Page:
The Australian Federal Government today launches a new $5 million advertising campaign warning teenagers and young adults about the dangers of skin cancer.
The “Protect Yourself in Five Ways from Skin Cancer” campaign includes graphic television and print advertising that enforces the message that young people are vulnerable to life threatening skin cancers. The television campaign features the real life story involving Tanya, a 22 year old from Sydney, and Professor John Thompson, the surgeon who removed a melanoma from her back. The 30 second TV ad shows the actual operation, carried at Royal Prince Alfred Hospital. See my post on the melanoma surgery print campaign.
Thompson tells viewers, “Every year almost 400,000 Australians are diagnosed with skin cancer. You could say it’s our national cancer.” We see him looking at a lymphatic map. With the aid of a lightbox he prepares for the operation. “Tanya’s 22, and thought treating melanoma meant simply removing a mole… but don’t be fooled – skin cancer can kill. We see Professor Thompson cutting the cancer out of Tanya’s back, sewing up the wound, and placing the lump of skin and flesh in a sample jar. Thompson says, “Outdoors you can’t just rely on sunscreen. Protect yourself in five ways with a hat, clothing, shade, sunglasses and sunscreen. Do that out there to avoid ending up in here.” Click on the image below to play the video in YouTube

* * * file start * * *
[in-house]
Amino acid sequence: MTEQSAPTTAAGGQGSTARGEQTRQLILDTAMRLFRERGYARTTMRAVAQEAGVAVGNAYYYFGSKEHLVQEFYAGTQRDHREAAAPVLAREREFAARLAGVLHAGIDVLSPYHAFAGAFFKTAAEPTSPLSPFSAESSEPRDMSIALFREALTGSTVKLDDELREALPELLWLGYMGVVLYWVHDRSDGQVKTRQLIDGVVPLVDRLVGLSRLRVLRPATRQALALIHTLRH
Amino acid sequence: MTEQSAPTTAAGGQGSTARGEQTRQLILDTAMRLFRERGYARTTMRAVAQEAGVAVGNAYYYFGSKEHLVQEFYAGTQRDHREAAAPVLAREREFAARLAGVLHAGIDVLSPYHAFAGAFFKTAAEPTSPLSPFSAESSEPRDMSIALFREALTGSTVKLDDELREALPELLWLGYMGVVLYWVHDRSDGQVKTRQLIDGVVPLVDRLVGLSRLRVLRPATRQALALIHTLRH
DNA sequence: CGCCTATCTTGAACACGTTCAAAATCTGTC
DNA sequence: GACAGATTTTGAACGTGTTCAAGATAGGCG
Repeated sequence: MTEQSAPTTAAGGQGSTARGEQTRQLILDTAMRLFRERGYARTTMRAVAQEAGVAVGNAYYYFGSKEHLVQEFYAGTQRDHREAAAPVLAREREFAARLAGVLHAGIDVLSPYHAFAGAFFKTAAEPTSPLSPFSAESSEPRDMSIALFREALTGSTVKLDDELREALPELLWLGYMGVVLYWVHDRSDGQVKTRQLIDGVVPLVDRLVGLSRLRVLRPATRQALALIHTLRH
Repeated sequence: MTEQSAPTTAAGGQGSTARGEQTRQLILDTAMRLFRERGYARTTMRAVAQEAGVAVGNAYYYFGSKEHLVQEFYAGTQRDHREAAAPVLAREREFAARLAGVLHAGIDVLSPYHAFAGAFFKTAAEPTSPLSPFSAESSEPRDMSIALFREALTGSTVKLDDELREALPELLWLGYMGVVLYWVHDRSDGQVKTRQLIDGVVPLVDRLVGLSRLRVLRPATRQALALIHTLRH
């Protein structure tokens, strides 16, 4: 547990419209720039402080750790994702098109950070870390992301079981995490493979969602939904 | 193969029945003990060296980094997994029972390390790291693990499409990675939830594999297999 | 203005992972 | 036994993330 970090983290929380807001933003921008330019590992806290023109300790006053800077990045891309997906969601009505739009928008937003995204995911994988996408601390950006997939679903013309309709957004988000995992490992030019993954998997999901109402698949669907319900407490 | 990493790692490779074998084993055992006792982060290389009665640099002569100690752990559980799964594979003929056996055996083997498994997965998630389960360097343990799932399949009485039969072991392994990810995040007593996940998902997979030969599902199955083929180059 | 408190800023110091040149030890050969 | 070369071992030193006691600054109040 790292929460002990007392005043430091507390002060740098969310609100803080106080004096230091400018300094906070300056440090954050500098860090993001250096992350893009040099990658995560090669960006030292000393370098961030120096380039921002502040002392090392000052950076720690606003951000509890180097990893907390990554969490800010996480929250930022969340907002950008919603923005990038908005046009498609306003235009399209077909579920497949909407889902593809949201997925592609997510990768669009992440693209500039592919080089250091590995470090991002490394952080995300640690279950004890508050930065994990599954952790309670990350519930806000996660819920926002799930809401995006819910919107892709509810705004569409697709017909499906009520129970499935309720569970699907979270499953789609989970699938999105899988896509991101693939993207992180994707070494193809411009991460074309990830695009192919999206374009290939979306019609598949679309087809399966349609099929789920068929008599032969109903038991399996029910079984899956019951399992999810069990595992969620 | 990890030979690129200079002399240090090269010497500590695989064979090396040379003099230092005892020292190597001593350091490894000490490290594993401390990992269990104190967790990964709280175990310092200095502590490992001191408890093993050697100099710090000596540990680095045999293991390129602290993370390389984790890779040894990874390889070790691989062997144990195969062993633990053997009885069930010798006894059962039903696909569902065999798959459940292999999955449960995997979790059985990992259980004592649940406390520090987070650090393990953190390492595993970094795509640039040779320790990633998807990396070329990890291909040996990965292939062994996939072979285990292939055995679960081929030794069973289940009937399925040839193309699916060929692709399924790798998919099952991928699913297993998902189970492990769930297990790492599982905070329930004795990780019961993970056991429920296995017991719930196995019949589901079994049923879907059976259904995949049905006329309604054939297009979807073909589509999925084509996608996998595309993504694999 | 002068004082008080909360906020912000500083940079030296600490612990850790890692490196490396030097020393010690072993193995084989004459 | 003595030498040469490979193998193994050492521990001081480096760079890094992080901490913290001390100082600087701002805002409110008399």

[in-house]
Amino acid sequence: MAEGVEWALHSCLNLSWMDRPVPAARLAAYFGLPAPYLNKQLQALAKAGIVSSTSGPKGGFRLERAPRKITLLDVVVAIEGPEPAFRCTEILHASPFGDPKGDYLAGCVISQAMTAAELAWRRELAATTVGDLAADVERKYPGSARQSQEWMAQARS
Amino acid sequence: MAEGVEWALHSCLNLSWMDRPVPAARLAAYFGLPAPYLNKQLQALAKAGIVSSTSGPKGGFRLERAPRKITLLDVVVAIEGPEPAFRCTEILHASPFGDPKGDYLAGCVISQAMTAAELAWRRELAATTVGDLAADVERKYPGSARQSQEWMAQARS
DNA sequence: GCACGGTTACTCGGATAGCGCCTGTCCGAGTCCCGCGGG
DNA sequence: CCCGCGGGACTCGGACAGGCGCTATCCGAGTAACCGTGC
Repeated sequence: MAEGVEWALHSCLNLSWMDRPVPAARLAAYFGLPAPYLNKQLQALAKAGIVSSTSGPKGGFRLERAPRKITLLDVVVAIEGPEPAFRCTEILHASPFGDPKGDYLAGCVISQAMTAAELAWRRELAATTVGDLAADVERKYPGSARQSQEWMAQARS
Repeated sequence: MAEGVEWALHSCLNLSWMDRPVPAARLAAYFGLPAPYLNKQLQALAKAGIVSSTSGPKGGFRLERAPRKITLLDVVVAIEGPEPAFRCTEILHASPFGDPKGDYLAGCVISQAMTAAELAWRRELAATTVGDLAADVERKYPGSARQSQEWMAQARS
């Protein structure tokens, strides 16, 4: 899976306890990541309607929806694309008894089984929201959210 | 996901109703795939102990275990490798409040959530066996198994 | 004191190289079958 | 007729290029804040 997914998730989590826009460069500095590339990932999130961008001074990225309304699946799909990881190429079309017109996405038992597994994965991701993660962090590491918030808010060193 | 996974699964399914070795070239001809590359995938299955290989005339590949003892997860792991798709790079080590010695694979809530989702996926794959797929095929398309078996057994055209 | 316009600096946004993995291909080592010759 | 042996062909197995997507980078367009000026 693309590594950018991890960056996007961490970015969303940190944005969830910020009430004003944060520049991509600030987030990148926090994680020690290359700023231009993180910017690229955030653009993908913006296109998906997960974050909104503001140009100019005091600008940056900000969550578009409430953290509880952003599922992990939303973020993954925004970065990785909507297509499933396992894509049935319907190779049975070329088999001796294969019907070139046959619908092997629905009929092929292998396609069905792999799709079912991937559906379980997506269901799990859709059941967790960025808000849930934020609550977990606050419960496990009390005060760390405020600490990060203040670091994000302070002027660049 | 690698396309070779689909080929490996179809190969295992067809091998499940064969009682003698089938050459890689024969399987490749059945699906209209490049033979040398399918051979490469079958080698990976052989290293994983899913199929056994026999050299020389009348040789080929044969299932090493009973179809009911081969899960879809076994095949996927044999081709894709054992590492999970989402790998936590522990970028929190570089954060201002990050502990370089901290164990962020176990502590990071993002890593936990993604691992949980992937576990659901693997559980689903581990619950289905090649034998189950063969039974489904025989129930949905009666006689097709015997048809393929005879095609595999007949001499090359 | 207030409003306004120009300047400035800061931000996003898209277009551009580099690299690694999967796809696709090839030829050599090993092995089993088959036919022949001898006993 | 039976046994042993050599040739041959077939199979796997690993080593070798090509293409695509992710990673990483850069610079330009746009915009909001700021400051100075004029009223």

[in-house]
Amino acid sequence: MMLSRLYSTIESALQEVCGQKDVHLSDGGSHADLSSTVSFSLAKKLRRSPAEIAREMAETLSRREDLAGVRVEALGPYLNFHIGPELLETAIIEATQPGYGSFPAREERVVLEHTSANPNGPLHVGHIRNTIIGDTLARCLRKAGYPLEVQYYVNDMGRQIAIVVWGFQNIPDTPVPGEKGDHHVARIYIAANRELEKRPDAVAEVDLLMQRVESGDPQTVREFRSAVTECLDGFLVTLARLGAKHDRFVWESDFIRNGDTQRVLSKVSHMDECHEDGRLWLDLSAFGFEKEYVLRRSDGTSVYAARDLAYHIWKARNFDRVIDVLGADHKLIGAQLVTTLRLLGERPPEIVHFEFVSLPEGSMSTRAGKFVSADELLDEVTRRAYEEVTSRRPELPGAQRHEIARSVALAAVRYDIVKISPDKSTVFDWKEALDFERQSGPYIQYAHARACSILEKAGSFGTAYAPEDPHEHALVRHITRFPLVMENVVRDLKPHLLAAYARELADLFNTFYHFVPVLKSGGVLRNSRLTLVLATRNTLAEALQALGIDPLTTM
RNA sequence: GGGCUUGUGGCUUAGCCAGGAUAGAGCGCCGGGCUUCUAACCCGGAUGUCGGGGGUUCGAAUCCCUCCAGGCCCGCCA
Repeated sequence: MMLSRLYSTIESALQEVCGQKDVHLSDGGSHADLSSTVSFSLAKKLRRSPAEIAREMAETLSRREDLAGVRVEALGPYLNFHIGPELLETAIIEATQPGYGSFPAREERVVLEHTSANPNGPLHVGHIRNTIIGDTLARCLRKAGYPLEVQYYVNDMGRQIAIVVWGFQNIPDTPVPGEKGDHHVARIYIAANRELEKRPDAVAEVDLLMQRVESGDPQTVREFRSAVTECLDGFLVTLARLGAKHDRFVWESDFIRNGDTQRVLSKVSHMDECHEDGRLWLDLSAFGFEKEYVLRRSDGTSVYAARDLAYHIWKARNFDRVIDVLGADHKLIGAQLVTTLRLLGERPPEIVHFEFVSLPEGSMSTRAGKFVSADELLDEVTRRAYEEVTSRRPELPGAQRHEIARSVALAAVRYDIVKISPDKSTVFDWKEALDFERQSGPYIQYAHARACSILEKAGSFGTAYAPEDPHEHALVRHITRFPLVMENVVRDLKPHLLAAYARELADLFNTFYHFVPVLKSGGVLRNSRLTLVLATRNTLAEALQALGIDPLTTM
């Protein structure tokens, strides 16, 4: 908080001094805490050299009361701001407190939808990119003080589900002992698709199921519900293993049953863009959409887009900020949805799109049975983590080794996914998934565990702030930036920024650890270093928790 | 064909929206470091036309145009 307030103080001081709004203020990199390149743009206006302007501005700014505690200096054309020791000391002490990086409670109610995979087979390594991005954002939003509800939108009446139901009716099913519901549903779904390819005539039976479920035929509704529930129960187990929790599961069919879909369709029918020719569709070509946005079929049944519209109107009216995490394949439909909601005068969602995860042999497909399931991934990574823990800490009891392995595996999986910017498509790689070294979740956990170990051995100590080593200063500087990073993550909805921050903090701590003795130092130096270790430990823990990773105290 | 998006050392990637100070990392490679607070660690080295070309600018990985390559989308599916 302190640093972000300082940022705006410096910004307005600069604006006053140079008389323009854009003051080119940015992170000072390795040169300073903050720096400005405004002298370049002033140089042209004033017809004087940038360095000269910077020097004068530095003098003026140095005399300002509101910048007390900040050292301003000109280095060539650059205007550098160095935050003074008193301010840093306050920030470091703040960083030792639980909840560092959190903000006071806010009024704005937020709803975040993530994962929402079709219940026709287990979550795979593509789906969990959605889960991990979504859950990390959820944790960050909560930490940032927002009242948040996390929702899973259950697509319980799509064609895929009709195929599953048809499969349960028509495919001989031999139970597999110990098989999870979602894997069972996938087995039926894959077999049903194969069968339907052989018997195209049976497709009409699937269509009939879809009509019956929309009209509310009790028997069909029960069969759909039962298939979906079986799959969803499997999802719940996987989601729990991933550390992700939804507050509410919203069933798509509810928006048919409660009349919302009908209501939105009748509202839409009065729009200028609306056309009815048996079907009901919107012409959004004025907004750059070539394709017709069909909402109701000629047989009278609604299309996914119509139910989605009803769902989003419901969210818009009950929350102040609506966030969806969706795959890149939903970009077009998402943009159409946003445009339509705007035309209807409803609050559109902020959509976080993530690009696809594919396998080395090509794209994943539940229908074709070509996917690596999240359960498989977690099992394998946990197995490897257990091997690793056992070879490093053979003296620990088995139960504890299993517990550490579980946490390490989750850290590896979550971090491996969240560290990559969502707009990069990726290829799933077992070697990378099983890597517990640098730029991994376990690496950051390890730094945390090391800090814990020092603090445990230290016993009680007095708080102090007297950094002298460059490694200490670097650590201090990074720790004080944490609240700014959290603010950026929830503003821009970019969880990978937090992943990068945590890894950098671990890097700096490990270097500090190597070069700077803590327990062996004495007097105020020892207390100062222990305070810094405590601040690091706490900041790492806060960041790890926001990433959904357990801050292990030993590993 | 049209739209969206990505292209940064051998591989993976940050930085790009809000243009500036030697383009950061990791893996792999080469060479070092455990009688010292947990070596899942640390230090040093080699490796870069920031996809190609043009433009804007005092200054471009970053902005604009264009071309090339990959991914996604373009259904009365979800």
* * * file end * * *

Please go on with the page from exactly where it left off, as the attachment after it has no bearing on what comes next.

Professor John Horvath, Chief Medical Officer, Department of Health and Ageing, said that it was disturbing that after years of publicity about the adverse affects of sun exposure, many young people are still living dangerously. The youth target audiences have been selected on the basis that they have the worst sun protection behaviours and the highest frequency of sunburn.
Skin Cancer Campaign Online
The TV campaign points to an Australian government web site: australia.gov.au/skincancer.
Royal Prince Alfred Hospital (RPA Hospital) is no stranger to film crews. In 1995 Channel Nine launched “RPA”, a reality TV series focusing on real-life cases in the hospital.
The Skin Cancer surgery campaign was developed at BMF, Sydney, by executive creative director Warren Brown, copywriter Benn Sutton, art director Grant Booker, group account director Nick Garrett, account manager David Graville and agency producer Ros Payne.